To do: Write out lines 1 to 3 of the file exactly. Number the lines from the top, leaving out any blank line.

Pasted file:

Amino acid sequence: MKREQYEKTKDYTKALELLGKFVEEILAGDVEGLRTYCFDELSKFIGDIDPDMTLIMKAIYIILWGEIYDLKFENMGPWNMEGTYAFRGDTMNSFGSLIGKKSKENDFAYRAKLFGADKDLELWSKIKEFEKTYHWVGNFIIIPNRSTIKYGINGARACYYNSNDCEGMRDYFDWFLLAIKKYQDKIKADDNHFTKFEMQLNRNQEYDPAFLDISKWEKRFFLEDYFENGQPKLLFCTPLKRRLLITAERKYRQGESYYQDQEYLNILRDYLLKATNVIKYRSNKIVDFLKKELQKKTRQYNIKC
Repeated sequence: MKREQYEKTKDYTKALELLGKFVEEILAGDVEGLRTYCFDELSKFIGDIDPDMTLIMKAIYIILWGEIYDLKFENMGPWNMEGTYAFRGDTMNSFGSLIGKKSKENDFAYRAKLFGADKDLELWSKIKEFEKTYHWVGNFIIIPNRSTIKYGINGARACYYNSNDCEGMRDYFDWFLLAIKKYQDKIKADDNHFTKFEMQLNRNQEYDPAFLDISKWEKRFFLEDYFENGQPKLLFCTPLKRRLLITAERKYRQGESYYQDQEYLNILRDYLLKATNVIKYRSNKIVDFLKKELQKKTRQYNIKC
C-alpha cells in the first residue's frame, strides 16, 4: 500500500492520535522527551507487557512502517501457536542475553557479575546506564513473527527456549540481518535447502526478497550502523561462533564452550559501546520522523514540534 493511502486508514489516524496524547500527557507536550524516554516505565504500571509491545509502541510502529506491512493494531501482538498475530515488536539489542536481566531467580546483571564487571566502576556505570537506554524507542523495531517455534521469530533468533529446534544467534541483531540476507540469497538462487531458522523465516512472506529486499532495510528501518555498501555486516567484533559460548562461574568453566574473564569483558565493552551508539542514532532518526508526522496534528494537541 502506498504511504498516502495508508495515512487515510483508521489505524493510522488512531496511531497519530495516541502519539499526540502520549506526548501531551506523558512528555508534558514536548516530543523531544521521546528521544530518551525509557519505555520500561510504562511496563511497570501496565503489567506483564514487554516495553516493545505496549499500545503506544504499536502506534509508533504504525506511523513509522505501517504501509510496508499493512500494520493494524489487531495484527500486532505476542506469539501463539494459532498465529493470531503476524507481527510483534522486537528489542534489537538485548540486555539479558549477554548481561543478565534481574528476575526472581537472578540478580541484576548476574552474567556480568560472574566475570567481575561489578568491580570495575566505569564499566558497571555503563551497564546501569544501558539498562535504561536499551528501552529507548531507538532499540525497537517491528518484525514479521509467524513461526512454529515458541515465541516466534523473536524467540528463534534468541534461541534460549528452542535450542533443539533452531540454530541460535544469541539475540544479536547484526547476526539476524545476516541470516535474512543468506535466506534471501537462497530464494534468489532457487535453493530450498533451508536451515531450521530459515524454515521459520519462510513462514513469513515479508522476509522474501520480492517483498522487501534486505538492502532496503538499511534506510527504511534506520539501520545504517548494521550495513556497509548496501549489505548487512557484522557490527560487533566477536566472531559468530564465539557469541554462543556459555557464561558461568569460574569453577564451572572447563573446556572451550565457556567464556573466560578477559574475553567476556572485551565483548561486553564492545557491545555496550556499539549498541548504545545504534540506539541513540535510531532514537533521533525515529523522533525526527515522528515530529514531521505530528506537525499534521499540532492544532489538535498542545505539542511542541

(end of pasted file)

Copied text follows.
Amino acid sequence: MKREQYEKTKDYTKALELLGKFVEEILAGDVEGLRTYCFDELSKFIGDIDPDMTLIMKAIYIILWGEIYDLKFENMGPWNMEGTYAFRGDTMNSFGSLIGKKSKENDFAYRAKLFGADKDLELWSKIKEFEKTYHWVGNFIIIPNRSTIKYGINGARACYYNSNDCEGMRDYFDWFLLAIKKYQDKIKADDNHFTKFEMQLNRNQEYDPAFLDISKWEKRFFLEDYFENGQPKLLFCTPLKRRLLITAERKYRQGESYYQDQEYLNILRDYLLKATNVIKYRSNKIVDFLKKELQKKTRQYNIKC
Repeated sequence: MKREQYEKTKDYTKALELLGKFVEEILAGDVEGLRTYCFDELSKFIGDIDPDMTLIMKAIYIILWGEIYDLKFENMGPWNMEGTYAFRGDTMNSFGSLIGKKSKENDFAYRAKLFGADKDLELWSKIKEFEKTYHWVGNFIIIPNRSTIKYGINGARACYYNSNDCEGMRDYFDWFLLAIKKYQDKIKADDNHFTKFEMQLNRNQEYDPAFLDISKWEKRFFLEDYFENGQPKLLFCTPLKRRLLITAERKYRQGESYYQDQEYLNILRDYLLKATNVIKYRSNKIVDFLKKELQKKTRQYNIKC
C-alpha cells in the first residue's frame, strides 16, 4: 500500500492520535522527551507487557512502517501457536542475553557479575546506564513473527527456549540481518535447502526478497550502523561462533564452550559501546520522523514540534 493511502486508514489516524496524547500527557507536550524516554516505565504500571509491545509502541510502529506491512493494531501482538498475530515488536539489542536481566531467580546483571564487571566502576556505570537506554524507542523495531517455534521469530533468533529446534544467534541483531540476507540469497538462487531458522523465516512472506529486499532495510528501518555498501555486516567484533559460548562461574568453566574473564569483558565493552551508539542514532532518526508526522496534528494537541 502506498504511504498516502495508508495515512487515510483508521489505524493510522488512531496511531497519530495516541502519539499526540502520549506526548501531551506523558512528555508534558514536548516530543523531544521521546528521544530518551525509557519505555520500561510504562511496563511497570501496565503489567506483564514487554516495553516493545505496549499500545503506544504499536502506534509508533504504525506511523513509522505501517504501509510496508499493512500494520493494524489487531495484527500486532505476542506469539501463539494459532498465529493470531503476524507481527510483534522486537528489542534489537538485548540486555539479558549477554548481561543478565534481574528476575526472581537472578540478580541484576548476574552474567556480568560472574566475570567481575561489578568491580570495575566505569564499566558497571555503563551497564546501569544501558539498562535504561536499551528501552529507548531507538532499540525497537517491528518484525514479521509467524513461526512454529515458541515465541516466534523473536524467540528463534534468541534461541534460549528452542535450542533443539533452531540454530541460535544469541539475540544479536547484526547476526539476524545476516541470516535474512543468506535466506534471501537462497530464494534468489532457487535453493530450498533451508536451515531450521530459515524454515521459520519462510513462514513469513515479508522476509522474501520480492517483498522487501534486505538492502532496503538499511534506510527504511534506520539501520545504517548494521550495513556497509548496501549489505548487512557484522557490527560487533566477536566472531559468530564465539557469541554462543556459555557464561558461568569460574569453577564451572572447563573446556572451550565457556567464556573466560578477559574475553567476556572485551565483548561486553564492545557491545555496550556499539549498541548504545545504534540506539541513540535510531532514537533521533525515529523522533525526527515522528515530529514531521505530528506537525499534521499540532492544532489538535498542545505539542511542541